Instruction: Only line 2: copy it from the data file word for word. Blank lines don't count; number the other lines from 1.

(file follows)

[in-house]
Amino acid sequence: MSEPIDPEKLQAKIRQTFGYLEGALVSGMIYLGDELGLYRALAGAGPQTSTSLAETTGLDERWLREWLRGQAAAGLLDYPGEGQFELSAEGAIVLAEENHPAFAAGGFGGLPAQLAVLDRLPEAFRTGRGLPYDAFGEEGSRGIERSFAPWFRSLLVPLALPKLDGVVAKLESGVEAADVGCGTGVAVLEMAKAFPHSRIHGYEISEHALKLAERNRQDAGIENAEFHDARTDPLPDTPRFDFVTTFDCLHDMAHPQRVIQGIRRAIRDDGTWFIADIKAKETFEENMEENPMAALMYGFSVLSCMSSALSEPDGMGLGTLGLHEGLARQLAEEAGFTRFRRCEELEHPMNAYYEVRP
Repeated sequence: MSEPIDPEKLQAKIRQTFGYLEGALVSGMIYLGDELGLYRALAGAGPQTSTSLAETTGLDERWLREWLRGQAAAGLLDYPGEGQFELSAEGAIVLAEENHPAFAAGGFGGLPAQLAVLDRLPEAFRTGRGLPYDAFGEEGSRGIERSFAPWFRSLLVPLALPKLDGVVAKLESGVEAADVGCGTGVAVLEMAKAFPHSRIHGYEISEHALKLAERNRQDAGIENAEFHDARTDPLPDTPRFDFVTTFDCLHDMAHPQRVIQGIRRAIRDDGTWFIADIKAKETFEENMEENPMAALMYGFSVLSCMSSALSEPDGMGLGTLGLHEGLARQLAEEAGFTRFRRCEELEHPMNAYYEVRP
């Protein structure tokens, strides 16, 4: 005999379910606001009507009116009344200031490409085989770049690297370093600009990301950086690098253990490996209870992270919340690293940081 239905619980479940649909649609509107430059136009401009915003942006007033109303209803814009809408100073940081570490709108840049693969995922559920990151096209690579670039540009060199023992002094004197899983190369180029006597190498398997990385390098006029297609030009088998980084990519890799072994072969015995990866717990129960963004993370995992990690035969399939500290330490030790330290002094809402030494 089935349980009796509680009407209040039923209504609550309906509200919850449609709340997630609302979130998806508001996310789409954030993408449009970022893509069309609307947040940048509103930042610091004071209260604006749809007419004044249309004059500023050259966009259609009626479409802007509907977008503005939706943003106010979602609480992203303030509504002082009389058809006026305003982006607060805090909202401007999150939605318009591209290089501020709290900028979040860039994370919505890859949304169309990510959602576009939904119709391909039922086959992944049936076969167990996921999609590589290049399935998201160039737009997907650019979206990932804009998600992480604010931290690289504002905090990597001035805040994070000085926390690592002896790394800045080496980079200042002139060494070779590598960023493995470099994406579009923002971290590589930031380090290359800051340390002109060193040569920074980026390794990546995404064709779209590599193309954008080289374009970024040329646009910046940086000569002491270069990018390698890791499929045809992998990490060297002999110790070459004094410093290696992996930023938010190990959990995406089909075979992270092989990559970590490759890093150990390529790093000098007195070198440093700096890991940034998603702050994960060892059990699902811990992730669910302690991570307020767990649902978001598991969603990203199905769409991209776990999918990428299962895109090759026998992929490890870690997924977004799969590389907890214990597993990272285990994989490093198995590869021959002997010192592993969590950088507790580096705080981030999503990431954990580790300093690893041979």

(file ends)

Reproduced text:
Amino acid sequence: MSEPIDPEKLQAKIRQTFGYLEGALVSGMIYLGDELGLYRALAGAGPQTSTSLAETTGLDERWLREWLRGQAAAGLLDYPGEGQFELSAEGAIVLAEENHPAFAAGGFGGLPAQLAVLDRLPEAFRTGRGLPYDAFGEEGSRGIERSFAPWFRSLLVPLALPKLDGVVAKLESGVEAADVGCGTGVAVLEMAKAFPHSRIHGYEISEHALKLAERNRQDAGIENAEFHDARTDPLPDTPRFDFVTTFDCLHDMAHPQRVIQGIRRAIRDDGTWFIADIKAKETFEENMEENPMAALMYGFSVLSCMSSALSEPDGMGLGTLGLHEGLARQLAEEAGFTRFRRCEELEHPMNAYYEVRP